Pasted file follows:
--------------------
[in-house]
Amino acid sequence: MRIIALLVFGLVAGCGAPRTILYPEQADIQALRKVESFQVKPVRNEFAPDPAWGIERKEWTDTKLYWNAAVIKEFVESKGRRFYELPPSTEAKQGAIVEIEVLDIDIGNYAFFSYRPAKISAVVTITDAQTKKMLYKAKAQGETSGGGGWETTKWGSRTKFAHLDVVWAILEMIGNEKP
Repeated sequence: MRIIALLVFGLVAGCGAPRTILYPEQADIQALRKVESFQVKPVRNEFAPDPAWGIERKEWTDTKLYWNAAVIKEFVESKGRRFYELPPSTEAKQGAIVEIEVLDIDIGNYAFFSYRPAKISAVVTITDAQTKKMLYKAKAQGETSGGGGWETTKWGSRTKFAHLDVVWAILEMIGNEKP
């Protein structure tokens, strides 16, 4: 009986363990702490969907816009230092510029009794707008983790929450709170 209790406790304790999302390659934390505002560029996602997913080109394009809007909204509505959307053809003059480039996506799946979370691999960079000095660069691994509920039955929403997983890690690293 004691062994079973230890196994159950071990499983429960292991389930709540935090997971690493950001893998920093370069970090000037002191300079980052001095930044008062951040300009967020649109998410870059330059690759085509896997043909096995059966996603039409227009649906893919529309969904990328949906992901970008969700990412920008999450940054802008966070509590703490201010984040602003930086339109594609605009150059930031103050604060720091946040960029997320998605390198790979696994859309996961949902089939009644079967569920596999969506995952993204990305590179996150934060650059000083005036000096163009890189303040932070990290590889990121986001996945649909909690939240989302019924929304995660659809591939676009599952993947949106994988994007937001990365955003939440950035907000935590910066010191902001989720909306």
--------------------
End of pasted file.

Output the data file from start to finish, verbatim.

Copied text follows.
[in-house]
Amino acid sequence: MRIIALLVFGLVAGCGAPRTILYPEQADIQALRKVESFQVKPVRNEFAPDPAWGIERKEWTDTKLYWNAAVIKEFVESKGRRFYELPPSTEAKQGAIVEIEVLDIDIGNYAFFSYRPAKISAVVTITDAQTKKMLYKAKAQGETSGGGGWETTKWGSRTKFAHLDVVWAILEMIGNEKP
Repeated sequence: MRIIALLVFGLVAGCGAPRTILYPEQADIQALRKVESFQVKPVRNEFAPDPAWGIERKEWTDTKLYWNAAVIKEFVESKGRRFYELPPSTEAKQGAIVEIEVLDIDIGNYAFFSYRPAKISAVVTITDAQTKKMLYKAKAQGETSGGGGWETTKWGSRTKFAHLDVVWAILEMIGNEKP
């Protein structure tokens, strides 16, 4: 009986363990702490969907816009230092510029009794707008983790929450709170 209790406790304790999302390659934390505002560029996602997913080109394009809007909204509505959307053809003059480039996506799946979370691999960079000095660069691994509920039955929403997983890690690293 004691062994079973230890196994159950071990499983429960292991389930709540935090997971690493950001893998920093370069970090000037002191300079980052001095930044008062951040300009967020649109998410870059330059690759085509896997043909096995059966996603039409227009649906893919529309969904990328949906992901970008969700990412920008999450940054802008966070509590703490201010984040602003930086339109594609605009150059930031103050604060720091946040960029997320998605390198790979696994859309996961949902089939009644079967569920596999969506995952993204990305590179996150934060650059000083005036000096163009890189303040932070990290590889990121986001996945649909909690939240989302019924929304995660659809591939676009599952993947949106994988994007937001990365955003939440950035907000935590910066010191902001989720909306």